- Nick Wroblewski
I found Wroblewski’s work while I was researching into printing and artists that produce prints. He specialises in wood cuts, but he often uses multiple wood cuts to make a single print. I briefly attempted wood cut and I don’t think I’ve ever found something so frustrating before. I am incredibly envious of his patience and skill when he’s creating these images. The way he uses the wood cut to create the appearance of water is especially amazing. He manages to capture the movement, colour and light that you see on water.
- Susan Derges
This is an artist that was shown to us by the tutors at the beginning of the project. I found Degres’ process very unique. She exposes photo paper beneath water so that it picks up the shadows that are created by the movement of water. I want to attempt to mimic her process but it would take a lot of experimenting to get a similar effect I imagine.
Field in the second year is a lot more enjoyable then in the first year, from what I’ve experienced so far. Being able to choose the project was really important, and not spending too long on the same subject is something that I really benefit from. Field last year, combined with the project before, was just too much of the same thing.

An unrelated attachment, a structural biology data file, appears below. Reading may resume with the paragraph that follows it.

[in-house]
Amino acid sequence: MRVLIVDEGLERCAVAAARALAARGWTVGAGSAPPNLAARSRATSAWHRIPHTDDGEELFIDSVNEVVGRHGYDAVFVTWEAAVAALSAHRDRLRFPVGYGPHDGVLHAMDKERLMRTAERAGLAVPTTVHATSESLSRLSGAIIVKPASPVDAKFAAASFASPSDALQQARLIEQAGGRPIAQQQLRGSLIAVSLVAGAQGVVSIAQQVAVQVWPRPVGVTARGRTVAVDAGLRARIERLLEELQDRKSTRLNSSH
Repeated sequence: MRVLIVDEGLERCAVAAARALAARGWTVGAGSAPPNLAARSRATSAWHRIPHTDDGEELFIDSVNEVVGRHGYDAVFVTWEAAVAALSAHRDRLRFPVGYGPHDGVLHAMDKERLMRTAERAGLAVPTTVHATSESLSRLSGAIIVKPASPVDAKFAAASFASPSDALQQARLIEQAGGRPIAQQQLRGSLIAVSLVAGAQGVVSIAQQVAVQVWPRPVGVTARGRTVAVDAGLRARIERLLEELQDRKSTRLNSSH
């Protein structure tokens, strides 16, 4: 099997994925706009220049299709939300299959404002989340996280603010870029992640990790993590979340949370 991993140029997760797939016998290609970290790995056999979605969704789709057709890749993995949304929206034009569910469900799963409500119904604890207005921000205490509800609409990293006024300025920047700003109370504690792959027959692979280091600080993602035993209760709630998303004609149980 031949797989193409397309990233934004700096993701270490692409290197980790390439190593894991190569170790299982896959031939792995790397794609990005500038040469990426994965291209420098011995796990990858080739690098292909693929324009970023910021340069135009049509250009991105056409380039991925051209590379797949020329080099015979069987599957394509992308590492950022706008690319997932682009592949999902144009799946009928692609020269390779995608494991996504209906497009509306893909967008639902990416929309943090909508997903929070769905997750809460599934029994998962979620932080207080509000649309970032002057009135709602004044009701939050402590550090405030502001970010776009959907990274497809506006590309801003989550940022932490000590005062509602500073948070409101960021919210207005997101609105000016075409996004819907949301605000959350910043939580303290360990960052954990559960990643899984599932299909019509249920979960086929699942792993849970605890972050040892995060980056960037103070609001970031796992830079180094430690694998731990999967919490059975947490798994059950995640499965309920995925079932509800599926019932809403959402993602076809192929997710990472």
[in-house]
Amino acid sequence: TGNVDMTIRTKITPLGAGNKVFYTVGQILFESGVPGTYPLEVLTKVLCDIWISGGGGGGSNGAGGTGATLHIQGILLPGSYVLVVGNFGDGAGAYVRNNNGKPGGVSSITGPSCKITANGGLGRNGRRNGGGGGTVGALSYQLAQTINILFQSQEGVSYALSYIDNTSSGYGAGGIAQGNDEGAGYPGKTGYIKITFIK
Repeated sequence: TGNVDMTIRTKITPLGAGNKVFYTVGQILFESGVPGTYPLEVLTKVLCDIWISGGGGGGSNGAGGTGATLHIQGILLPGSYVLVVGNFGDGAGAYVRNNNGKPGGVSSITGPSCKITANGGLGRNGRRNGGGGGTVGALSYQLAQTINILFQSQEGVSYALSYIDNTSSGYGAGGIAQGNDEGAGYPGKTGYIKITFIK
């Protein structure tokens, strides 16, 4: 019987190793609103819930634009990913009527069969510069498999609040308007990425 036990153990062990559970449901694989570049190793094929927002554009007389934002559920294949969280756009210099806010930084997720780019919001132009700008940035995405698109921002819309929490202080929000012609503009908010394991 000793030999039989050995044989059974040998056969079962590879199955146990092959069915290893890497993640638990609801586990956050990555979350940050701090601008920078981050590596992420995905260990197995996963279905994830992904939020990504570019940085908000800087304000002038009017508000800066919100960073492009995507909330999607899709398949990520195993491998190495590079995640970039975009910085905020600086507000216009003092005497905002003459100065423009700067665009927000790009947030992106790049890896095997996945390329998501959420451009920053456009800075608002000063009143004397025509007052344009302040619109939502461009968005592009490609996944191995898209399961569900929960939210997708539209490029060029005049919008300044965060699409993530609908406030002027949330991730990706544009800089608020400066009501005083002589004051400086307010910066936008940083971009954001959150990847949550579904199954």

It was more the subject matter then the processes on offer that made me choose Riverscapes as an option for field. Nature is a common theme in my work, so this was an opportunity to do another project focused on what I am passionate about.
From what I understood as the project was ongoing, the aim was to create a body of work rather than having a specific final outcome. In subject the aim is to have both a body of work and a final outcome, such as a series of finished illustrations or an animation. I still ended up having a sort of finished outcome for this field project because I want to see my work serve a purpose beyond just being looked at.
I took a few of the nicer prints I’d made and cut out a postcard sized piece from them. I then designed a mock up postcard layout on the back of the image. I made a postcard from the lino print where I had just embossed it. It does kind of work as a postcard as long as you have an actual copy of it, but when I tried to scan it to put it on here the scanner just couldn’t pick up the detail of it. So if I planned to have these printed professionally, I’d only be able to use prints that didn’t purely rely on being able to experience the texture of it.
My intention with these would be to have them sold in cafes and shops along the Taf river, or just in similar places around Cardiff. I’d like to make them into greetings cards as well. I think this would work better with the embossed prints I did. I want to actually find somewhere to sell them if I did make some, but I’d need to make a lot more then I have and make the prints a lot cleaner then they currently are.